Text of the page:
After lunch is Jiaohe, another silk road city in ruins.  It’s in much better condition than Goachang – the street plan is clearly evident – though it’s been five centuries since any resident trod these streets.

Other sights include the Emin minaret, and a demonstration site of an ingenious, ancient underground irrigation system that feeds the vineyards.


In town there is the shiny, expansive new museum.  Georgeous building, but not much in it.  A proper museum needs two things: dinosaurs and mummies (though shrunken heads are acceptable in lieu). Turpan’s has dinos galore, but its broken pots, bronze vases, and scrolls are no substitute for dried humans.  Good thing entry is free.  (All museums in China are now free, a sharp contrast to the steep admission price to anything else worth visiting.)


Next stop is Dunhuang, which I bypassed coming west.  More frustration in the travel-planning department: I try to buy a Lanzhou to Shanghai ticket as soon as they go on sale five days prior, but am still too late.  Nor can I get the Dunhuang to Lanzhou sleeper.  The best I can do is Turpan to Liyuan, on the main line but 85 miles from Dunhuang, then Liyuan to Lanzhou. To Liyuan takes six hours, after which comes a ninety minute cab ride (a shared taxi is only $4).  I reach my hotel late in the evening.

In the morning I visit the main attraction, the Mogao Caves.  These are artificial grottoes carved out of a cliffside over a thousand year span, then sealed and abandoned in the fourteenth century. They may be very important to an historian of Buddhist art, but a major disappointment to this seeker of cheap thrills.  First, they aren’t cheap: admission is almost $30.  Second, they suck.  Similar Buddha caves are at Longmen (I visited last year) and near Datong (a few years earlier). At those, you can wander around as you like.  There are hundreds of cave here, but the important and accessible ones are walled off and locked up except for the few which you can enter as part of a guided tour.  Third, they are dark, the only illumination coming from the guides’ flashlights.  Fourth, they are repetitive: a Buddha statue surround by subornidate figures and and painted walls.  Fifth, and worst of all, no photography is allowed. (At these prices at least I ought to be able to carve my name and perhaps pry off a souvenir Buddha.)  Judging from the tremendous number of visitors the place draws, my impressions are not widely shared.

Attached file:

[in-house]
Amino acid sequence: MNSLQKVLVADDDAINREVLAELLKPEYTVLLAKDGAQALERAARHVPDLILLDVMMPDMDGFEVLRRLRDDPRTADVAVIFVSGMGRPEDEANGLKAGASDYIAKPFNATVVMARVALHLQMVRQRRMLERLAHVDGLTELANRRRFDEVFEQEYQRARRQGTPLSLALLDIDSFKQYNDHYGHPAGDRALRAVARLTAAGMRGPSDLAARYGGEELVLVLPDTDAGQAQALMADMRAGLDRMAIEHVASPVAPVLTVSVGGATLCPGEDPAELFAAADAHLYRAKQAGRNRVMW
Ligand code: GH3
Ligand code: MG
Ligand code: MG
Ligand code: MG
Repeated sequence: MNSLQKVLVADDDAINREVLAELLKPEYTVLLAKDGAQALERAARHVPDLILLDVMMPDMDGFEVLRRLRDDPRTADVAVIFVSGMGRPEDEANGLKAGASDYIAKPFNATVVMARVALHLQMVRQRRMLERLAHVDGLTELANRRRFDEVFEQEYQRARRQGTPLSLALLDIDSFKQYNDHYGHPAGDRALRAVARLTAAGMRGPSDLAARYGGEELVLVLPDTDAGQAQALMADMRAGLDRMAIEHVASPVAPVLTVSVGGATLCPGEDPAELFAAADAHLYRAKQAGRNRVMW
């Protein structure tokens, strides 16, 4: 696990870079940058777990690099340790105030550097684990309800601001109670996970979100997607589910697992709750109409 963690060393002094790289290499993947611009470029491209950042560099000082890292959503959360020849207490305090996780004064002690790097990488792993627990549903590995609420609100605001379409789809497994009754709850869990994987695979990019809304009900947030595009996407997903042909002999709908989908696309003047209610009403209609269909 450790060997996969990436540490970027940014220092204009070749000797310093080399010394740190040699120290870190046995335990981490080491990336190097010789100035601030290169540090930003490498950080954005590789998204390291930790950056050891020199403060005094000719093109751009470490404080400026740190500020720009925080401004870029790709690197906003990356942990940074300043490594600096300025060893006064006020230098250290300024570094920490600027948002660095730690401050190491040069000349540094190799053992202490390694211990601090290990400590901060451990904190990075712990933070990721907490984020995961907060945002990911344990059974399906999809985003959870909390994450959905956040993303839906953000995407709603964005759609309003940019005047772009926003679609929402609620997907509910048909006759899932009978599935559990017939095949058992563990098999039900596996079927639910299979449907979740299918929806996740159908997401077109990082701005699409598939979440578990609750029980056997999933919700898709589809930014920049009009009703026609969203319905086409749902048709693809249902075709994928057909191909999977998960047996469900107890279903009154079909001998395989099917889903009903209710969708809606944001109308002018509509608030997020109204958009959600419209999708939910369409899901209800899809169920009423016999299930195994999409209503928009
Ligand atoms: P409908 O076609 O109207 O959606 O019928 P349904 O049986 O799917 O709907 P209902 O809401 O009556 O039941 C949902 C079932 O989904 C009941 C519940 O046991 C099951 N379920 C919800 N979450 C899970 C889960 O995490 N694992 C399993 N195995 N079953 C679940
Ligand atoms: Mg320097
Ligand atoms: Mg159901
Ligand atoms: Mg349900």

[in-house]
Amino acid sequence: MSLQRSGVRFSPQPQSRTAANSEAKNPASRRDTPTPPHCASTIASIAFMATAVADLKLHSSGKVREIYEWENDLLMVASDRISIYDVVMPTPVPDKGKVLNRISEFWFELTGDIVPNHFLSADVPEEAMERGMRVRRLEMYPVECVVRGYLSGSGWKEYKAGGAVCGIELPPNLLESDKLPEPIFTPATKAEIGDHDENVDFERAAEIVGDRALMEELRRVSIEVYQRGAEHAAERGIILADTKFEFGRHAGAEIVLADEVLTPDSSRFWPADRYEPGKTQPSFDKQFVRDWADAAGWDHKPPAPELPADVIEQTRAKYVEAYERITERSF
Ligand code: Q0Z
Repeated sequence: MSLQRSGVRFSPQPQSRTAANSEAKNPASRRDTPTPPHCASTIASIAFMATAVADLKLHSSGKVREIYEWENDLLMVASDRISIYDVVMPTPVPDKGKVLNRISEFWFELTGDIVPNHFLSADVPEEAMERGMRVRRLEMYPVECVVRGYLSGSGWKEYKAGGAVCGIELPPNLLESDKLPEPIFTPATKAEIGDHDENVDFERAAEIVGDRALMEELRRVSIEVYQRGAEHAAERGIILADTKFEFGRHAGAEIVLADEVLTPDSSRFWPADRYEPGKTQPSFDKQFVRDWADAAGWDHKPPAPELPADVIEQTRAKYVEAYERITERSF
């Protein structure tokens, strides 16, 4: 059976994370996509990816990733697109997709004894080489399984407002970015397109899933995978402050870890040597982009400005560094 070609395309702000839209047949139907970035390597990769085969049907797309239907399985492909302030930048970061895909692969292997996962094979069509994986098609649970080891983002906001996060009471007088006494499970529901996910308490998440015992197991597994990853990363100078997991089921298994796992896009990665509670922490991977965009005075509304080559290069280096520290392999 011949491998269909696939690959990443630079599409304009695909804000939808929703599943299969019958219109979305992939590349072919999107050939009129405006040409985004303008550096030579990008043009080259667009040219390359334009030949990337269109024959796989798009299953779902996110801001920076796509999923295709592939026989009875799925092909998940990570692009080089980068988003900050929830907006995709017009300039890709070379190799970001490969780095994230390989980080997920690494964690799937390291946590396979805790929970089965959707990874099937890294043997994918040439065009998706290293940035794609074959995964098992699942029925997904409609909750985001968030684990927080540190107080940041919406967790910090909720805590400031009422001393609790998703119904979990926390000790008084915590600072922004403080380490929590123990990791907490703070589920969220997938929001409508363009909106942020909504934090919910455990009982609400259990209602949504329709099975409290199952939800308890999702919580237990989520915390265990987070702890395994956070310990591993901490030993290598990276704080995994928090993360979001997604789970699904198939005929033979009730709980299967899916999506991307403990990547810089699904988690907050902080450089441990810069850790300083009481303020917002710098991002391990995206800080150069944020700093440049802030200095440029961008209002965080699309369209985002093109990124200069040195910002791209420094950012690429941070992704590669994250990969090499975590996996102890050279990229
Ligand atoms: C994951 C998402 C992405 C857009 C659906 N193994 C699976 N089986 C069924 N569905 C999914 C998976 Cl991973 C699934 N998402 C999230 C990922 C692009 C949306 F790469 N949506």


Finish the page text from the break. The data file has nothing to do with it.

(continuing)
A minor consolation prize is the visitors center built by the Japanese and containing exact full-size replicas of six of the most important caves.  No only can one take pictures at will, it’s outside the admission gate and completely free of charge.

                      

 There’s other stuff to see in the area, but I am committed to a train leaving that afternoon, so it’s adios Dunhuang.